Working with a Bedfordshire College

Through specific programmes, Exemplas raised awareness of employability and enterprise across Bedfordshire, helping students to explore different ways of moving towards economic independence and participation.

The ‘Can you give yourself a job?’ workshop was a key feature in this programme, providing a basic overview of employability and self-employment to students who may not have considered this career route as an option. Designed to take enterprise into the community and to new audiences, the workshop has been delivered across many different locations and in many different venues, including a beauty salon in Bedfordshire based college, an ideal site for a group of beauty therapy students. Temporarily laying aside their electrolysis kits and technical knowledge to think about their next career steps, proved a ground breaking experience - for facilitators and attendees alike.

Arriving at a classroom filled with beds instead of desks and salon chairs instead of seats was an unexpected challenge for the workshop facilitators, and set the tone for the on the spot thinking that characterised the day. Whilst the students may have been working towards the same qualification, the differences in experience, age, ambition and personal context were huge; and, ensuring that the course content was of relevance and benefit to all was a challenge from the onset.

Using the industry focus as a tangible point of reference, a range of group exercises helped to start the thinking around employment options and encouraged students to begin exploring – and sharing – their aspirations. Recognising the value of this process and also realising that many students would be considering self-employment at a much later stage in their career journey, the facilitators moved away from the slide based delivery to a peer discussion model. This encouraged group attendees to share stories and experiences relating to both self-employment and employment, thereby expanding participation in learning.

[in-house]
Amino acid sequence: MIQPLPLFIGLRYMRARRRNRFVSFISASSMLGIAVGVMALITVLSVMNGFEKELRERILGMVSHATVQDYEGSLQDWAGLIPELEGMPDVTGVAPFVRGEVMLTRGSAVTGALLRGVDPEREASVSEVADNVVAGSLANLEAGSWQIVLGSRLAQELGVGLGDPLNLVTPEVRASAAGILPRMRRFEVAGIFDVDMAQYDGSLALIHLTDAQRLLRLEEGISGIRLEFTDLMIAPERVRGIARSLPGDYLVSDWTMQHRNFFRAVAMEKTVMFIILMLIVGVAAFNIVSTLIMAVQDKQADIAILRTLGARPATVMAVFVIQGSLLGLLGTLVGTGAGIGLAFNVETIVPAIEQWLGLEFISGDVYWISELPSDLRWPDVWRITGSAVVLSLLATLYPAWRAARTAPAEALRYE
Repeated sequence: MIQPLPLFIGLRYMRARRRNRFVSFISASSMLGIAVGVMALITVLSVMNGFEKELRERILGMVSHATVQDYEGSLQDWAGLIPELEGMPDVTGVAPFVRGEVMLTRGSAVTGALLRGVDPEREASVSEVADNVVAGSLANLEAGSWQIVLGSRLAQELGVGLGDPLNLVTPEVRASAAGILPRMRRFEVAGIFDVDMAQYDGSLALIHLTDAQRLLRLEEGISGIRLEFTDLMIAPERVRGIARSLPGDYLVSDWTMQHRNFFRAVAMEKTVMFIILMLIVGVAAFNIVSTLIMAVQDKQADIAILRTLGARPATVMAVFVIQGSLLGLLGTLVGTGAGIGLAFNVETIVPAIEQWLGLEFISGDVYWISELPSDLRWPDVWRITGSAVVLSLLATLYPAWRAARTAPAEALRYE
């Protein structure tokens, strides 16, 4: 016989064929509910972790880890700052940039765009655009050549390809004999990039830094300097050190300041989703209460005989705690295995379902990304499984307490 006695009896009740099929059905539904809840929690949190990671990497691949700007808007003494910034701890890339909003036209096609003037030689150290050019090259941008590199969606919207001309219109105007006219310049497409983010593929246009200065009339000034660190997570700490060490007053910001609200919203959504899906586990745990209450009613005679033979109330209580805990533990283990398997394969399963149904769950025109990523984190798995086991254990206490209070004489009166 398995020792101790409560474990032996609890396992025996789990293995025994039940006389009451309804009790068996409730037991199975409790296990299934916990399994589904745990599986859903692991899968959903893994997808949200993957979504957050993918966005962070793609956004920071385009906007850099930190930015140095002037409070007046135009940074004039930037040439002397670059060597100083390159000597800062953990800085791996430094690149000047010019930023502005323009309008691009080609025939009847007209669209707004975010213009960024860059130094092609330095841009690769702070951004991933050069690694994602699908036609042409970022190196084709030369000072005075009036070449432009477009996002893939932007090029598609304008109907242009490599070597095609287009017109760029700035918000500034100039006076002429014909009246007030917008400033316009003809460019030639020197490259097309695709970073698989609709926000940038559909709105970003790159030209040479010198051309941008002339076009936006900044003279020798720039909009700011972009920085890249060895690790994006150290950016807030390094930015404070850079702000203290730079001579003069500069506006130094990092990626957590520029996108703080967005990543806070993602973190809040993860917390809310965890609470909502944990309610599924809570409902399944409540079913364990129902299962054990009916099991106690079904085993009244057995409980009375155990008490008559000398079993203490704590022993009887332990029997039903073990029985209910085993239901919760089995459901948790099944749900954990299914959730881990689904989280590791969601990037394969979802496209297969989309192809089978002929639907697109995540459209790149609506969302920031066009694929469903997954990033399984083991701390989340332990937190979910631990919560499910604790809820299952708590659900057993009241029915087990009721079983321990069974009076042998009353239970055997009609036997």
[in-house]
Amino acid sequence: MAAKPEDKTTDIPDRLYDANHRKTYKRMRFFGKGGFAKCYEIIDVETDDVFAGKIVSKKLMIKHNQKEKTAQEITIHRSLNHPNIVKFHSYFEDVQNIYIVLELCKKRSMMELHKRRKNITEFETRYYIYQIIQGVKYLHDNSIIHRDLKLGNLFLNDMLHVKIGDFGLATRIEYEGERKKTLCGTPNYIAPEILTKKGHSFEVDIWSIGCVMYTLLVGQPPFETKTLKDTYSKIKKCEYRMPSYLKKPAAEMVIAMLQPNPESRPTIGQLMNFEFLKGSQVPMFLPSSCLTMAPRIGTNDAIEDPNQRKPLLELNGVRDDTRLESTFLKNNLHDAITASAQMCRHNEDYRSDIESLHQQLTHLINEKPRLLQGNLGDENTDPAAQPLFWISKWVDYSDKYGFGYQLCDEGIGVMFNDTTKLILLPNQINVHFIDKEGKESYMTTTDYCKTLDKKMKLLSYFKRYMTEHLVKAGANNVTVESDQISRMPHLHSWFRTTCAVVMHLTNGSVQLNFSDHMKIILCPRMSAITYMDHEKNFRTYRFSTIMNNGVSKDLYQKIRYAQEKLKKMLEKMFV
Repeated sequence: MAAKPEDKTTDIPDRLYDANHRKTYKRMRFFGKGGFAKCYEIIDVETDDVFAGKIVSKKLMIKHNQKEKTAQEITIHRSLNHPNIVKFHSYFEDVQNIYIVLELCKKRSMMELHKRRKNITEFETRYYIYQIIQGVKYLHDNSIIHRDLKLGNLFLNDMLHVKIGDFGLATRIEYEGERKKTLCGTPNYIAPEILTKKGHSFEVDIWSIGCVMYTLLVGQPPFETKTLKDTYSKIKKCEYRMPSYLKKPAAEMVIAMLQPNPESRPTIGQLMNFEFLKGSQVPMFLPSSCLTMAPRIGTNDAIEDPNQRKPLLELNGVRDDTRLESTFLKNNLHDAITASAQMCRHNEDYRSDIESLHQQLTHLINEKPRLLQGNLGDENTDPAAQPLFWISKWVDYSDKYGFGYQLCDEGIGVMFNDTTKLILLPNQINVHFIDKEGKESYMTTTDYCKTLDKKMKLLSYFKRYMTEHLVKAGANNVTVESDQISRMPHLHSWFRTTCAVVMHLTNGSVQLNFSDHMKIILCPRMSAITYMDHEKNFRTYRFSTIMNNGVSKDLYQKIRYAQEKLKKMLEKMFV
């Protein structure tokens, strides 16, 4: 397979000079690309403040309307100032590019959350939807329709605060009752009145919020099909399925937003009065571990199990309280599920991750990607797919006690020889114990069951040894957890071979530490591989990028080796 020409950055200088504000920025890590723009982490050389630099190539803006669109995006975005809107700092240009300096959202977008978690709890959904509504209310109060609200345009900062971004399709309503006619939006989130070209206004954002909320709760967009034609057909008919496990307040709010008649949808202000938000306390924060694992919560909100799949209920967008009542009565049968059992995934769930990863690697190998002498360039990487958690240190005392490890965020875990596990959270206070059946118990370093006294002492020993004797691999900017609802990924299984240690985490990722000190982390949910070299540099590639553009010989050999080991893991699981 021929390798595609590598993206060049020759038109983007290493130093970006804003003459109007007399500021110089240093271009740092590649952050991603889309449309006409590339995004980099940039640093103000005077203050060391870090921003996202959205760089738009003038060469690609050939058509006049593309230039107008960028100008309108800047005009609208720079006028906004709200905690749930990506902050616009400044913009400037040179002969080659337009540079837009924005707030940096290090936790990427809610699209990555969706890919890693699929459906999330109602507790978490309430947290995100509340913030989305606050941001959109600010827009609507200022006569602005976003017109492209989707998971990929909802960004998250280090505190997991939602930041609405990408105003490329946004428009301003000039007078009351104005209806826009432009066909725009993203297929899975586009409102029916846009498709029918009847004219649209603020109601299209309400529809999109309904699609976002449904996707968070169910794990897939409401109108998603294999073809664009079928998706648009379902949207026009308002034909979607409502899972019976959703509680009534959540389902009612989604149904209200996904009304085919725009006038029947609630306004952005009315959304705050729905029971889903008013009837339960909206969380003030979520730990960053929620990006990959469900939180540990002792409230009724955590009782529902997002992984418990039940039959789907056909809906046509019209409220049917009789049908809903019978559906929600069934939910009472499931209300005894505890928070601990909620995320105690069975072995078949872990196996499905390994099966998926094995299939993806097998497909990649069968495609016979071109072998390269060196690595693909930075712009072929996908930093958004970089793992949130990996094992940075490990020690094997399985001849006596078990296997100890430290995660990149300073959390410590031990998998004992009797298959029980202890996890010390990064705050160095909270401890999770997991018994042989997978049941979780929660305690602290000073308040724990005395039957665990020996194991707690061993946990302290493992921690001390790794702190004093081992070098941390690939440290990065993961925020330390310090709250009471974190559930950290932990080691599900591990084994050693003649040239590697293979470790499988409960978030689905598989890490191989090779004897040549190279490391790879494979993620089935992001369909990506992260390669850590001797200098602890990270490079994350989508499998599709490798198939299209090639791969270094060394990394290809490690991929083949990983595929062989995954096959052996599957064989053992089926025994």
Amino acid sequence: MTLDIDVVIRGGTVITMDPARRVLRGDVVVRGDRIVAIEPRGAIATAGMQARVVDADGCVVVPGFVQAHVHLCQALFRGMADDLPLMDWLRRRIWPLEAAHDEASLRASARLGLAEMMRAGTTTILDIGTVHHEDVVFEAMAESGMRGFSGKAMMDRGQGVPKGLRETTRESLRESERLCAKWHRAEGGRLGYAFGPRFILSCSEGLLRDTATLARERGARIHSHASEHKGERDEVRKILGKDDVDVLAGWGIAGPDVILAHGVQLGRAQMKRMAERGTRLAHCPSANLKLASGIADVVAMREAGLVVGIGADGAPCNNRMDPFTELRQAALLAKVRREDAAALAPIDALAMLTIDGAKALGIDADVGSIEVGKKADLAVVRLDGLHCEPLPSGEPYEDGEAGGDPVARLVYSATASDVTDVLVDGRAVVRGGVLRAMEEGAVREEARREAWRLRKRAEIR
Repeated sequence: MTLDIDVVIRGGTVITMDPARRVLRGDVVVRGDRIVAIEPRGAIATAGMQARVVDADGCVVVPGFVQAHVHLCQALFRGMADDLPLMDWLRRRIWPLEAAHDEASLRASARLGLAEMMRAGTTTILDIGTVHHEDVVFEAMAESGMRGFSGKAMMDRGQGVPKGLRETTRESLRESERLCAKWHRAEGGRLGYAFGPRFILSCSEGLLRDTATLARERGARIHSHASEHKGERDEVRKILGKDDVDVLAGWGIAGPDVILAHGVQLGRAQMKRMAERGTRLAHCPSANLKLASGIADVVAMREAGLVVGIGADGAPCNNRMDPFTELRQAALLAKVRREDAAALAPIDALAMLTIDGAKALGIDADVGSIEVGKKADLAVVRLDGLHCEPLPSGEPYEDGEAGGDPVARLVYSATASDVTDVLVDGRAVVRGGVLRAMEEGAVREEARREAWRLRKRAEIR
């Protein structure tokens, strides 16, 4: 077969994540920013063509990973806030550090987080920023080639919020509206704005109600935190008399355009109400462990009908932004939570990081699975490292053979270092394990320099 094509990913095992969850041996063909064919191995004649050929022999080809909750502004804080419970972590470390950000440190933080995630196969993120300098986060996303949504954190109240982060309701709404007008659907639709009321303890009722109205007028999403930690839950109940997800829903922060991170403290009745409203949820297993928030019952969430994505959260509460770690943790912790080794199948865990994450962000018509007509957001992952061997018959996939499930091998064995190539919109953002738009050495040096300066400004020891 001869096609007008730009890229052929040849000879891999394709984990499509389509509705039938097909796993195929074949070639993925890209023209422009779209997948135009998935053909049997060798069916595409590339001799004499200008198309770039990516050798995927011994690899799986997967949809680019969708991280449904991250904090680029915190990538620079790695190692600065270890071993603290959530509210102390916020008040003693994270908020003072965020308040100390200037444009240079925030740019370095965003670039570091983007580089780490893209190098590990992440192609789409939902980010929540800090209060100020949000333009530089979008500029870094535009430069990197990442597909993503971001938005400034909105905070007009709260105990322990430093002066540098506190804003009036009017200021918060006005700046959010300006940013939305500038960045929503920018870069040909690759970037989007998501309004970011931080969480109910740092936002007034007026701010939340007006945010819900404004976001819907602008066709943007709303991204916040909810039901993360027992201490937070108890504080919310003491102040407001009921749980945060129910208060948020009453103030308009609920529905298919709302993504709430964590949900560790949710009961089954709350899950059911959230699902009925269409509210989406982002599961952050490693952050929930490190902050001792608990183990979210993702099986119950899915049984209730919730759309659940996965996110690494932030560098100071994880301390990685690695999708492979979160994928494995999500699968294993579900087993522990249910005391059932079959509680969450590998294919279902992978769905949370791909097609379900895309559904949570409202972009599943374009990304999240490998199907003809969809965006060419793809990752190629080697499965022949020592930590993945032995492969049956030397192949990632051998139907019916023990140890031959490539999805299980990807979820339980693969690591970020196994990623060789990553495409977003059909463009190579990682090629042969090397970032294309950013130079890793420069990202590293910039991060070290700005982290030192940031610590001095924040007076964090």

Through removing any barriers between students, and between group students and facilitators; the workshop achieved a far deeper level of engagement with all present, and ensured that the focus was really placed on each individual and their particular needs. Offering empathy, suggestions and support to each other; the value of this approach was affirmed by the insights that the participants reached, and their ability to openly explore and share their personal challenges and experiences. For example, one student who had appeared disengaged managed to acknowledge that she was not interested in beauty therapy, deciding instead to explore the options for returning to A-levels and pursuing her aspirations towards University. Similarly, another student who was working in order to fund her learning recognised that her real interest lay in massage and physiotherapy, and she was given further support in exploring how to make this a reality.

The arrival of our enterprise coaches and partner The Prince’s Trust, provided an opportunity for those who had expressed an interest in self-employment to access the expertise to support them in realising these ambitions. With a highly viable business idea presented by a mother and daughters partnership, along with some determined and ambitious students, bringing group education and enterprise coaching together into one space proved a particularly effective approach towards building relationships with business support organisations and ensuring that workshop beneficiaries gained as much as possible from the day.

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“The feedback I have received from the students is all very positive. They found the workshop helpful on many levels and I think it even gave some of them more confidence in going out and getting themselves a job.”

Lauren Stewart

Course Team Leader